The benefit is consistently investing and working with good operators that have some of the structures and discipline you mentioned here. That can help them protect and grow their capital with time and be in a completely different place much faster than they anticipated. This was so good. Patrick, I finished all my interviews with my level-up of questions that I asked all my guests. The first one is, what are you grateful for in your life right now?
I’m grateful for our new baby that’s coming out soon. That’s going to be the next exciting thing in our life. My wife for her and what she’s bringing to our family.
Congratulations. That’s awesome. What do you now know that you wish you knew at the beginning of your journey?
I wish I knew to take the more steady, tried, and true path than to go the ride the quick wind and high returning, high-risk return trend.
What would you say you attribute your continued success and growth to?
One of my first jobs was at a Toyota plant. I learned about Kaizen, all the Toyota ways, and continuous improvement. That resonated with me and I carry that forward. I’ve been called a high-performer. I worked very hard. I even got two Master’s degrees while I was working full-time, but I constantly think I’m lazy. It’s hard to imagine, but somehow, I’ve got over 3,000 units, $300 million, and I’m somehow lazy.
At this point, how can my readers get in touch with you if they want to get into what you’re doing? You also have an awesome freebie to give them as well.
It’s Patrick@InvestOnMainStreet.com. If you go there on the Contact Us, set up a meeting on my calendar, I’m happy to chat with you. We do have a new investment on the top of the site. You can take a look at an exciting project in Atlanta. I did participate in a book with some great co-authors. It’s Persistence, Pivots, and Game Changers is the title of the book, turning challenges into opportunities.
Some other cool people around here, like Def Leppard, their lead guitarist, Phil Collins, Russell Gray from the real estate guys, NFL, NBA players, coaches, and artists. It was an amazing, fun project. I believe in the content, and there are lots of good stories. I’m happy to provide a free signed copy of this Amazon number one best-selling book to anybody who would like to set up a call. We’ll chat about your goals, what you’re trying to do, and see if I can contribute to your journey. This tells all about that journey from high tech, back and forth to develop pre-development to single-family, and then the multifamily journey as well.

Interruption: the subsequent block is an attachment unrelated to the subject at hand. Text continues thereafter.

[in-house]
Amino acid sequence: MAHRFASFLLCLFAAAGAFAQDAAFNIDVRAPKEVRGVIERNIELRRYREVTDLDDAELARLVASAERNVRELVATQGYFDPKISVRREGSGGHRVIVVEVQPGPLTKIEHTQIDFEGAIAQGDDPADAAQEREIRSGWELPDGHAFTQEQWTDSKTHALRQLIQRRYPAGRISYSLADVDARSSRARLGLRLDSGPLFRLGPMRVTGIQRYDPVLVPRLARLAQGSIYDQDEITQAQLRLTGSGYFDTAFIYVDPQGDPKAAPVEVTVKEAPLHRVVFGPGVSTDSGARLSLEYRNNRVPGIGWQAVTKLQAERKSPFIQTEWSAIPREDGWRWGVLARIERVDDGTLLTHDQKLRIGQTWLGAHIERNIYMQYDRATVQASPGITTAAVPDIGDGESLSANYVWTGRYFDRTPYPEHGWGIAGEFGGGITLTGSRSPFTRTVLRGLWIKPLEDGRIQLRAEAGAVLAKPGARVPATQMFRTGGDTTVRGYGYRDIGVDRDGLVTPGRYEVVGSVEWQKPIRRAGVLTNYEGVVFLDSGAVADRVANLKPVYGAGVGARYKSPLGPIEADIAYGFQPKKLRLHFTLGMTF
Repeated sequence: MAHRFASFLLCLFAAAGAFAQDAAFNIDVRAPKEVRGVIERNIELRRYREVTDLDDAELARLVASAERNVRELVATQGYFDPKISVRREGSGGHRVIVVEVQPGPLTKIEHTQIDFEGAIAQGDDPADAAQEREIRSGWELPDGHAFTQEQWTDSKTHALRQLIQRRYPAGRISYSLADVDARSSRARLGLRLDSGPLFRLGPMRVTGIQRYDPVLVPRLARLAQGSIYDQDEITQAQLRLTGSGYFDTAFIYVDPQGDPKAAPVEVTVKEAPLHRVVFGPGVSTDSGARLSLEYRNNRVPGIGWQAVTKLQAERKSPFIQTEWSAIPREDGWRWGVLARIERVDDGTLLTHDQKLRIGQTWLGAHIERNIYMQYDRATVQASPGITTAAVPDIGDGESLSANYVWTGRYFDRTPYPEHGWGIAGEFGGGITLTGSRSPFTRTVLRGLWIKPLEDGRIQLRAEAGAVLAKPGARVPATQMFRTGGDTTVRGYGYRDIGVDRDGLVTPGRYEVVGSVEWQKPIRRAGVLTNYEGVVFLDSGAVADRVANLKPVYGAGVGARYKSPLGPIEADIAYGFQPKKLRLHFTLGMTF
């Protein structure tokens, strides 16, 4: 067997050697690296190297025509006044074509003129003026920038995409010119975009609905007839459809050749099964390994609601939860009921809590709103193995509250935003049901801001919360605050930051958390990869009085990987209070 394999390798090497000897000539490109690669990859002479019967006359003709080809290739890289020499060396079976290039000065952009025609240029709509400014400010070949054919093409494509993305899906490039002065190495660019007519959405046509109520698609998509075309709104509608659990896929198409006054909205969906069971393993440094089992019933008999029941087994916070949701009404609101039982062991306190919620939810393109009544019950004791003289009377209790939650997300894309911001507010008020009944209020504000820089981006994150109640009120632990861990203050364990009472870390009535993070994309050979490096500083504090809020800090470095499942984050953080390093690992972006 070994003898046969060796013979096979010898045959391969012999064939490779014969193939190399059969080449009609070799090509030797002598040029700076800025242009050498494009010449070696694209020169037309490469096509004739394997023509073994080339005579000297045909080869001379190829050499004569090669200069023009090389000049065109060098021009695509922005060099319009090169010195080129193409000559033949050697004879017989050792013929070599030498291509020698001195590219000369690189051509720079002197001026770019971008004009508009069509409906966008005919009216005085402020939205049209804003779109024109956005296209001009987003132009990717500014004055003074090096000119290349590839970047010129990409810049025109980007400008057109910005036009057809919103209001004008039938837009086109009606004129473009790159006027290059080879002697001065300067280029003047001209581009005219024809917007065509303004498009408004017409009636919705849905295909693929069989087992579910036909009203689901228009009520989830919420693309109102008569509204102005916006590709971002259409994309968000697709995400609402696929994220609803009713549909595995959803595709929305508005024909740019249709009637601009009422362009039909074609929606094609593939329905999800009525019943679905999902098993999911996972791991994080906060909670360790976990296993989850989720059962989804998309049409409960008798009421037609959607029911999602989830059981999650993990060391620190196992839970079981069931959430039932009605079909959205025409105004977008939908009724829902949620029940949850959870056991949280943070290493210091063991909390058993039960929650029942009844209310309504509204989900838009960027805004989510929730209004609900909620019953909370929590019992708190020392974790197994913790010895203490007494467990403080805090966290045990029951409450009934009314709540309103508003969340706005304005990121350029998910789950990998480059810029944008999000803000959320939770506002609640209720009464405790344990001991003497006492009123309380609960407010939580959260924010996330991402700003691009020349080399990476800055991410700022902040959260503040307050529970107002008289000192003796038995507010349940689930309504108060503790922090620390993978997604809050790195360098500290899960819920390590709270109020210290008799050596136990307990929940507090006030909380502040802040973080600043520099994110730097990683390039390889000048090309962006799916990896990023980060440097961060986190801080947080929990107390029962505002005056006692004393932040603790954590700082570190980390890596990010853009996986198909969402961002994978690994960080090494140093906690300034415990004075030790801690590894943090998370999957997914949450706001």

It’s so good. It’s highly recommended. I read it as well, so thank you for that. Thank you so much for coming on the show, Patrick. I appreciate it.
I’m honored to be here, Lisa. I look forward to seeing our next mastermind.
- Invest On Main Street
- Persistence, Pivots, and Game Changers
- Why Income-Generating Real Estate Is The Best Hedge Against Inflation?
- How Multifamily Syndications Beat Single-Family For Accelerating Retirement?
About Patrick Grimes
Patrick Grimes the Founder and CEO of Invest on Main Street. He has over fourteen years of experience in active real estate investment, purchasing distressed assets, renovating, and stabilizing for long-term cash flow. His portfolio includes controlling ownership over 2729 units in the emerging markets across Texas and the southeastern United States.
Patrick has co-authored an Amazon #1 best-selling book, Persistence, Pivots, and Game Changers. He was inducted into the Forbes Real Estate Council and contributed to Forbes thought leadership articles on investing and commercial real estate. Through his other company, Protomation Systems, LLC, he contracts to design and build one-of-a-kind manufacturing automation and robotic systems. Patrick also holds a BS in Mechanical Engineering and a Master of Science in Engineering.